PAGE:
A synopsis of the play by Christopher Marlowe

This document was originally published in Minute History of the Drama. Alice B. Fort & Herbert S. Kates. New York: Grosset & Dunlap, 1935. p. 35.

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THE Scythian Shepherd, Tamburlaine, moved by an ambition far beyond the circumstances of his humble birth, had made himself leader of a gang of brigands that prey successfully on the rich merchant trains that cross Persia. In one of their raids the brigands capture the party escorting Zenocrate, daughter of the Sultan of Egypt, to her nuptials with the King of Arabia. Tamburlaine promptly falls in love with her and resolves, whether she will or no, to make her his empress when that happy time shall come.

Meanwhile, Mycetes, the not too bright King of Persia, has heard that Tamburlaine might have designs on the throne of Persia. He therefore sends one of his lords, Theridamas, with a thousand horsemen to take Tamburlaine prisoner. Such is the Scythian's eloquence, however, that Theridamas and his cavalry join Tamburlaine's ranks. Hearing this, Mycetes' brother, Cosroe, decides that the help of so powerful a man as Tamburlaine might make his own chances of seizing his brother's crown more sure. Accordingly he promises Tamburlaine preferment if he will help to unseat Mycetes. Tamburlaine and his followers do so, then turn on Cosroe and dispatch him, taking Persia for themselves.

By this time Zenocrate is as much in love with Tamburlaine as he with her. The Persian crown, alone, he decides, is all too little to offer her great beauty. His insatiable ambition impels him next to try his fortunes against the all-powerful Bajazeth, emperor of Turkey. After this conquest Tamburlaine is drunk with success. It becomes his custom on the first day of a seige to have his camp and all his accoutrements in purest white as an indication prompt surrender will save all bloodshed. Failing to receive the city's submission, the second day sees Tamburlaine's camp decked out in crimson as a sign that the resisting forces will be put to the sword. The third day all is deepest black spelling death for every living being in the hapless city.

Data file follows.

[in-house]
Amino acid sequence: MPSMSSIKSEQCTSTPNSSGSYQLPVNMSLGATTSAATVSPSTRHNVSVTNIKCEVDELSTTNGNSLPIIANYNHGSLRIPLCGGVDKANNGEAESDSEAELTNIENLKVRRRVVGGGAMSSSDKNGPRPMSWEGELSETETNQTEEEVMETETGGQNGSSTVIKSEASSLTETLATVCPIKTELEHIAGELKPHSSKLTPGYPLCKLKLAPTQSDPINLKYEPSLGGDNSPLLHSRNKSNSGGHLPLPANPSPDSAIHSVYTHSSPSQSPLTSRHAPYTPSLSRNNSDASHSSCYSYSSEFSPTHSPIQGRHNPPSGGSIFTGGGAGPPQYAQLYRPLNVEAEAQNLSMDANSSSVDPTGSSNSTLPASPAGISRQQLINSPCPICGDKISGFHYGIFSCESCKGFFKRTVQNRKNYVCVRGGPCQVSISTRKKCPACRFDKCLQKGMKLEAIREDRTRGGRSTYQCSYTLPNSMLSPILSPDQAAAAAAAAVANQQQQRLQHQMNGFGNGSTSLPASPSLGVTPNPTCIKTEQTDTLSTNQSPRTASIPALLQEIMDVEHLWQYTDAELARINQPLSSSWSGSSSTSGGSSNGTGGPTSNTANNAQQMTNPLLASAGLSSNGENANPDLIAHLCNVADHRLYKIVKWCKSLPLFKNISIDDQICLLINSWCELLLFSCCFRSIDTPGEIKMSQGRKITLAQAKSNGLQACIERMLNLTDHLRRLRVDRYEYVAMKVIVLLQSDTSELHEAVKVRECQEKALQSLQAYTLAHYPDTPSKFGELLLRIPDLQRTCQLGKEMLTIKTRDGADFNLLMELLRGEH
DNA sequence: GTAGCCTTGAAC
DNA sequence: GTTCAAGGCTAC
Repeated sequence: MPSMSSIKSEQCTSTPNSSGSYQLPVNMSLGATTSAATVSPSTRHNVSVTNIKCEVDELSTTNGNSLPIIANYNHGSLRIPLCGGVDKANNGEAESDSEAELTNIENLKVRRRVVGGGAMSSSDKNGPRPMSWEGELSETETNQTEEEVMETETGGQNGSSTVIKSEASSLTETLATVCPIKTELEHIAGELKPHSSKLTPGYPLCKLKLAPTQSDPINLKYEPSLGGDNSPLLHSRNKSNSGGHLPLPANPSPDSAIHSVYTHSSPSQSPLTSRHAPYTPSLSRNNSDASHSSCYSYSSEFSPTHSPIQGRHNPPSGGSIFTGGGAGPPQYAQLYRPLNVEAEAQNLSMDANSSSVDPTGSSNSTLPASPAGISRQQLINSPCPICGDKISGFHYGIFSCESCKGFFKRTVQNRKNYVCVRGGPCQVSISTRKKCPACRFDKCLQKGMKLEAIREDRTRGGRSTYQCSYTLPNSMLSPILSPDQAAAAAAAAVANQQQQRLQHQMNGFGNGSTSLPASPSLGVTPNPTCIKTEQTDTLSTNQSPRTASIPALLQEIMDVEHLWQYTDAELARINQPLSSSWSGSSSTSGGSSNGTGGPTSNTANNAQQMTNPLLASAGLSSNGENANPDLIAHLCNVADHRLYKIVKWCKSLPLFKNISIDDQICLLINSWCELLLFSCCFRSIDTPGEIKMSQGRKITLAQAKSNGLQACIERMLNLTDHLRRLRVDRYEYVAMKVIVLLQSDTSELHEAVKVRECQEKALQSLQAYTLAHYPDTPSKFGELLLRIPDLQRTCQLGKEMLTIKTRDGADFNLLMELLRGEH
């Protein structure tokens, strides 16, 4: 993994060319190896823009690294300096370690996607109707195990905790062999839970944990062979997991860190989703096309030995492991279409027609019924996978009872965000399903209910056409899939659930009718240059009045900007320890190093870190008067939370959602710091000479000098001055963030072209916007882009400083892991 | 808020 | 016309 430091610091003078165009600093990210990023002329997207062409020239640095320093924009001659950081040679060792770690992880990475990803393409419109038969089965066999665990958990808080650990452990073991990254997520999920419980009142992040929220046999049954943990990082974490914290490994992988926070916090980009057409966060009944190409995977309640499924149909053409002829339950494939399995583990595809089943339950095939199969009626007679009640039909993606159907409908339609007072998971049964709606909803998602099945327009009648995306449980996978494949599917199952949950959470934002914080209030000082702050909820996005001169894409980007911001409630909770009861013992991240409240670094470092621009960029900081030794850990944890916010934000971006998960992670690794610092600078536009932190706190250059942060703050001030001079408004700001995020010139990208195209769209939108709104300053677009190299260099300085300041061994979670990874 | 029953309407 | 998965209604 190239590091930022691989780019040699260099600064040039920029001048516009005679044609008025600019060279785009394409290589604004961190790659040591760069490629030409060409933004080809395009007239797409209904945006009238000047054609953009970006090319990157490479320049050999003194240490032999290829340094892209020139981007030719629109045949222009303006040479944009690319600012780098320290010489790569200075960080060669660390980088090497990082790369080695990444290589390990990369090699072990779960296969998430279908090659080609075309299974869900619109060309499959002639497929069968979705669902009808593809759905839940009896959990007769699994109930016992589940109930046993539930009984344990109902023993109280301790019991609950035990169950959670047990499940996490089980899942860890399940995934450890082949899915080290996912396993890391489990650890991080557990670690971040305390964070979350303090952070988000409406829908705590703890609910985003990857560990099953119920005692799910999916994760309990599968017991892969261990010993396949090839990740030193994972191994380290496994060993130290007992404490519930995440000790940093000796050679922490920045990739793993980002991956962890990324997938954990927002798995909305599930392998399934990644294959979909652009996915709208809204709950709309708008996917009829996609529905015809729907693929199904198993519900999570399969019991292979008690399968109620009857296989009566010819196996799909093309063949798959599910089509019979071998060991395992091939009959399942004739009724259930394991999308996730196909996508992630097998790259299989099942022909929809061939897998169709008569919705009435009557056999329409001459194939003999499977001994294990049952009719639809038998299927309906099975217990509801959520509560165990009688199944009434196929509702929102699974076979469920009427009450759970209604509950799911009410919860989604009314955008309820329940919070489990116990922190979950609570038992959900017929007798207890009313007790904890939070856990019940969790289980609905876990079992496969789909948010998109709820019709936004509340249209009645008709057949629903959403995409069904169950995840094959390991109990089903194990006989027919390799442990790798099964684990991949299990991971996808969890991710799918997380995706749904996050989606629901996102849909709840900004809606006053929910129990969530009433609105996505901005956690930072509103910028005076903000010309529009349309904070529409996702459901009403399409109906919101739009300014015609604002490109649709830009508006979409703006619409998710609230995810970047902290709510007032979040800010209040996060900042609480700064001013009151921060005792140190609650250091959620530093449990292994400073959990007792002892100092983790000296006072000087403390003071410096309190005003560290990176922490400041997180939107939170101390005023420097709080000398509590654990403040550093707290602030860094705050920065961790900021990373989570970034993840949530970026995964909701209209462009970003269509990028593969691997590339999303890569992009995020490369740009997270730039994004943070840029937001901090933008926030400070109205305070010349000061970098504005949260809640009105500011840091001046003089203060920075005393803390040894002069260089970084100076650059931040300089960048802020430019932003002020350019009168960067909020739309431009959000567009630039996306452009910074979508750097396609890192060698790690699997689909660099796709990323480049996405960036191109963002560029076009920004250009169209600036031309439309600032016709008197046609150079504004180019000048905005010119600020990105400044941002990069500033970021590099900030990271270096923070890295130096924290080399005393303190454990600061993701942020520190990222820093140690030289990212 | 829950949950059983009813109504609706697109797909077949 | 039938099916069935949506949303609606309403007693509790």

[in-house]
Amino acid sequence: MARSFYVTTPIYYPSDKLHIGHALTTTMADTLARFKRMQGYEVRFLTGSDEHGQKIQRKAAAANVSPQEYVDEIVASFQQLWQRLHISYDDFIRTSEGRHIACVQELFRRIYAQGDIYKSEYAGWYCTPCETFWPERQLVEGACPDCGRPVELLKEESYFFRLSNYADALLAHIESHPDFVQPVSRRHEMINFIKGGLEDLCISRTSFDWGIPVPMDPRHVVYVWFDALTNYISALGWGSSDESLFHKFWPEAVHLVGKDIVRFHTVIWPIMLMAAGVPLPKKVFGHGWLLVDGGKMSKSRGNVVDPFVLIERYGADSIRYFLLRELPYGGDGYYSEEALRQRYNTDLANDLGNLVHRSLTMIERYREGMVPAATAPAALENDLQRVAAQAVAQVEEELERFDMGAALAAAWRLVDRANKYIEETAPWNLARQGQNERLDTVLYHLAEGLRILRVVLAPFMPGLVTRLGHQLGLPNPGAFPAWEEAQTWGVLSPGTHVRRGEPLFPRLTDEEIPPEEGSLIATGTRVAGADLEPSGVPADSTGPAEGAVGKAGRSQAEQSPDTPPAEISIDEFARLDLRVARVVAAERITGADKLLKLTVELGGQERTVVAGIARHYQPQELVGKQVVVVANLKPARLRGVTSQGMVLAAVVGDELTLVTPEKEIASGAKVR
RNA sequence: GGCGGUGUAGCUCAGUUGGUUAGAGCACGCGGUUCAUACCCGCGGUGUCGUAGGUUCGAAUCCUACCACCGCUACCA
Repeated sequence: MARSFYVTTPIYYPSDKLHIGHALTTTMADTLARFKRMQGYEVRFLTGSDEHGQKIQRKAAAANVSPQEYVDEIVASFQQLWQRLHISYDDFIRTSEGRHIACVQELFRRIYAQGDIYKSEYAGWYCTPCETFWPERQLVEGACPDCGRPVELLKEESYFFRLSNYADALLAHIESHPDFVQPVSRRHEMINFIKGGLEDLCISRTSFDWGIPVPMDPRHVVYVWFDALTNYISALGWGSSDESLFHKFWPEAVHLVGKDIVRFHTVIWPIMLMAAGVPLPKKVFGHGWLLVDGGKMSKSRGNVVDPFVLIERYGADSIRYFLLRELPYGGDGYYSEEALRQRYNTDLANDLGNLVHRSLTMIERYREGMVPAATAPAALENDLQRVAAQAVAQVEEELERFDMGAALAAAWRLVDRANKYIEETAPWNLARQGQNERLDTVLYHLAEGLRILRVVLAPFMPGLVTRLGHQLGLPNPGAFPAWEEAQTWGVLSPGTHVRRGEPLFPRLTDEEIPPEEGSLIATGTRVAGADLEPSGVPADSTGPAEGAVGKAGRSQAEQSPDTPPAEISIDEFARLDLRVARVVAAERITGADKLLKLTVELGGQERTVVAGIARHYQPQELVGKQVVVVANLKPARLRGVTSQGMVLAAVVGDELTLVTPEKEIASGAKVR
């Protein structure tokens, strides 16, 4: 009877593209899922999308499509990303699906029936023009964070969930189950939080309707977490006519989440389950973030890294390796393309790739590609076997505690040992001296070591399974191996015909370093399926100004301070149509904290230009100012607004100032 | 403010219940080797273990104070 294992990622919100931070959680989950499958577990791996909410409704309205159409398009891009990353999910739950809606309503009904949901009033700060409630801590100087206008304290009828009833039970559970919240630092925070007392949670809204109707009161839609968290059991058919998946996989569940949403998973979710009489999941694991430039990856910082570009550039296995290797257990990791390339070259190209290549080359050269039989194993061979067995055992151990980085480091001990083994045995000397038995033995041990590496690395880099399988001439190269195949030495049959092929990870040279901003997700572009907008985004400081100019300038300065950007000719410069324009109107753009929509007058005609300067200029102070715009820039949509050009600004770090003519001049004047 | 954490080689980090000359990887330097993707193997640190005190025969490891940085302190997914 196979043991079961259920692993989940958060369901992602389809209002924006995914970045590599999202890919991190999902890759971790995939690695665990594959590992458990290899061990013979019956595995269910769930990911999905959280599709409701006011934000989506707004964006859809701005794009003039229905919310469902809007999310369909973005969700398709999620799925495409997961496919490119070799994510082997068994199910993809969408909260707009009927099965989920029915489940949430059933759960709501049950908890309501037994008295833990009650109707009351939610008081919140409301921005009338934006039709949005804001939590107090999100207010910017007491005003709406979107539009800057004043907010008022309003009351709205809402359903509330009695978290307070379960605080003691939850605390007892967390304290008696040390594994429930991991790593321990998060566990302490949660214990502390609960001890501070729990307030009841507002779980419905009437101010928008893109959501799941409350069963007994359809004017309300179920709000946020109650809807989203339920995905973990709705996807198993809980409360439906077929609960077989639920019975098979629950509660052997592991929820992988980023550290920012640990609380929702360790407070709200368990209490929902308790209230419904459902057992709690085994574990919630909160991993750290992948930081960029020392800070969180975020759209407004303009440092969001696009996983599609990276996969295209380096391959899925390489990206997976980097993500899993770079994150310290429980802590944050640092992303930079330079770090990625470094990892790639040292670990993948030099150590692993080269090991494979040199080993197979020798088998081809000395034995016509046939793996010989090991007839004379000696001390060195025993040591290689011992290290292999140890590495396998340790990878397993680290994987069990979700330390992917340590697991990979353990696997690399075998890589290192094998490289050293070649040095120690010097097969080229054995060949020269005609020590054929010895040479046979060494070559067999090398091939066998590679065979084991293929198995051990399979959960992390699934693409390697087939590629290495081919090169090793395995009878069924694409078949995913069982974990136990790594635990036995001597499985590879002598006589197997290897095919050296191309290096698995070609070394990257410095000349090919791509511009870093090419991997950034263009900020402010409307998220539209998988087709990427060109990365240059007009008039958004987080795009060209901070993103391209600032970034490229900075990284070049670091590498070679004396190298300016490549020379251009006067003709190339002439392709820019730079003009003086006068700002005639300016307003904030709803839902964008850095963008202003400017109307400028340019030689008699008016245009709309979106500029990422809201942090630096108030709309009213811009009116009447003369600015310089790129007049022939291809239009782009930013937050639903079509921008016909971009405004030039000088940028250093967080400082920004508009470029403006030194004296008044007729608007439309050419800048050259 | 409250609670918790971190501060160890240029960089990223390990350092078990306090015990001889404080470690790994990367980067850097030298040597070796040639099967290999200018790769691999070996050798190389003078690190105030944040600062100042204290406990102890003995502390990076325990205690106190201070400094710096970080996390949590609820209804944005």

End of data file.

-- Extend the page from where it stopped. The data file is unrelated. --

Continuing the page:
In spite of Zenocrate's pleas, Tamburlaine now marches against her native Egypt, which her father, the Sultan, and her former betrothed of Arabia, prepare to defend. The Arabian is killed, but, true to his promise, Tamburlaine spares the Sultan and makes him one of his tributary kings. With such a valiant start toward conquering the known world Tamburlaine feels that his crown is now worth Zenocrate's acceptance and the play closes with the wedding rites.

Part II of Tamburlaine, evidently written at a later date due to the immense popularity of Part I, details Tamburlaine's subsequent victories and inglorious death from illness.

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